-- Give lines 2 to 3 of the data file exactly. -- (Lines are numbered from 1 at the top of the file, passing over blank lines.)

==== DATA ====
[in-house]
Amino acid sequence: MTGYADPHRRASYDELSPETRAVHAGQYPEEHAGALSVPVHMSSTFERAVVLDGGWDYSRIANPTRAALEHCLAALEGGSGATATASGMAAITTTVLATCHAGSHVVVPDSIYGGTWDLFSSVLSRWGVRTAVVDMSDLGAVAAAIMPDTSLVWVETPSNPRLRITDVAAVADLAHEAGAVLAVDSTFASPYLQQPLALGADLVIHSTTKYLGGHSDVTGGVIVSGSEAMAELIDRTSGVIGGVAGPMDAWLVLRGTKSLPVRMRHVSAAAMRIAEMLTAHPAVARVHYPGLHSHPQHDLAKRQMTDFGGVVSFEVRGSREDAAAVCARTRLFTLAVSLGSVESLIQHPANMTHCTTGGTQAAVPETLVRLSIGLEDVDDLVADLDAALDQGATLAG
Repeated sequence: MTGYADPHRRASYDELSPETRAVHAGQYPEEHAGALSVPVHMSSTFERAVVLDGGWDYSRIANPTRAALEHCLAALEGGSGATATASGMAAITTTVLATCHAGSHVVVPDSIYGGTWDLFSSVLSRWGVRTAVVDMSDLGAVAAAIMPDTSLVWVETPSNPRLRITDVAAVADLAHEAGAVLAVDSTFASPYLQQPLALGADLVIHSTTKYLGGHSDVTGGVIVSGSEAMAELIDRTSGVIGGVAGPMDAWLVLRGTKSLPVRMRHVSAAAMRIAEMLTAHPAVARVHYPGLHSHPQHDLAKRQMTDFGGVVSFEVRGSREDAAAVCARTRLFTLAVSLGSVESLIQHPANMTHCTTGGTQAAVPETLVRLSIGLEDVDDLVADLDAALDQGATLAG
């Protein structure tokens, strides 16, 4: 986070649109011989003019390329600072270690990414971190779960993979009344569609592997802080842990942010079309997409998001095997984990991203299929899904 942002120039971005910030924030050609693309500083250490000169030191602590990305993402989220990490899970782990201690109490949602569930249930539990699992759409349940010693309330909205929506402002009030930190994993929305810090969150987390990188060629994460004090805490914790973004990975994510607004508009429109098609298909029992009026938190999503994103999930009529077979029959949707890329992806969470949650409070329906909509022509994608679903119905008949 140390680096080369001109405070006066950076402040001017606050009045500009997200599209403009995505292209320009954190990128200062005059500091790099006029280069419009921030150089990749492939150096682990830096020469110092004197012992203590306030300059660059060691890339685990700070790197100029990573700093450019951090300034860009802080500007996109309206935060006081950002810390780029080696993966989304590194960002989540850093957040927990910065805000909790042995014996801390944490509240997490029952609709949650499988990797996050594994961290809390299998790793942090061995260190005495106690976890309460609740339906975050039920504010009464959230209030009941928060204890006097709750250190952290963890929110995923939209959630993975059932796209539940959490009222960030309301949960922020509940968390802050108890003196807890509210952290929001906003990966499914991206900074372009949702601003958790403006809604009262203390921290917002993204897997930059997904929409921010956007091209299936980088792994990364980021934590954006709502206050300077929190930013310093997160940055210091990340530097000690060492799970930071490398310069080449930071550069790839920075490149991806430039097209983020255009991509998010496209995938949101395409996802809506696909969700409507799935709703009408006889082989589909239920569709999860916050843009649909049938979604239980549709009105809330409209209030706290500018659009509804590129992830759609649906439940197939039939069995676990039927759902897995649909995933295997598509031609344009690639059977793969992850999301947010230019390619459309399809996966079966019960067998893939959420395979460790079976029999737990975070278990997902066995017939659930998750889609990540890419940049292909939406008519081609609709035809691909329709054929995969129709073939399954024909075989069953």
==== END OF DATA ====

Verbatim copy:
Amino acid sequence: MTGYADPHRRASYDELSPETRAVHAGQYPEEHAGALSVPVHMSSTFERAVVLDGGWDYSRIANPTRAALEHCLAALEGGSGATATASGMAAITTTVLATCHAGSHVVVPDSIYGGTWDLFSSVLSRWGVRTAVVDMSDLGAVAAAIMPDTSLVWVETPSNPRLRITDVAAVADLAHEAGAVLAVDSTFASPYLQQPLALGADLVIHSTTKYLGGHSDVTGGVIVSGSEAMAELIDRTSGVIGGVAGPMDAWLVLRGTKSLPVRMRHVSAAAMRIAEMLTAHPAVARVHYPGLHSHPQHDLAKRQMTDFGGVVSFEVRGSREDAAAVCARTRLFTLAVSLGSVESLIQHPANMTHCTTGGTQAAVPETLVRLSIGLEDVDDLVADLDAALDQGATLAG
Repeated sequence: MTGYADPHRRASYDELSPETRAVHAGQYPEEHAGALSVPVHMSSTFERAVVLDGGWDYSRIANPTRAALEHCLAALEGGSGATATASGMAAITTTVLATCHAGSHVVVPDSIYGGTWDLFSSVLSRWGVRTAVVDMSDLGAVAAAIMPDTSLVWVETPSNPRLRITDVAAVADLAHEAGAVLAVDSTFASPYLQQPLALGADLVIHSTTKYLGGHSDVTGGVIVSGSEAMAELIDRTSGVIGGVAGPMDAWLVLRGTKSLPVRMRHVSAAAMRIAEMLTAHPAVARVHYPGLHSHPQHDLAKRQMTDFGGVVSFEVRGSREDAAAVCARTRLFTLAVSLGSVESLIQHPANMTHCTTGGTQAAVPETLVRLSIGLEDVDDLVADLDAALDQGATLAG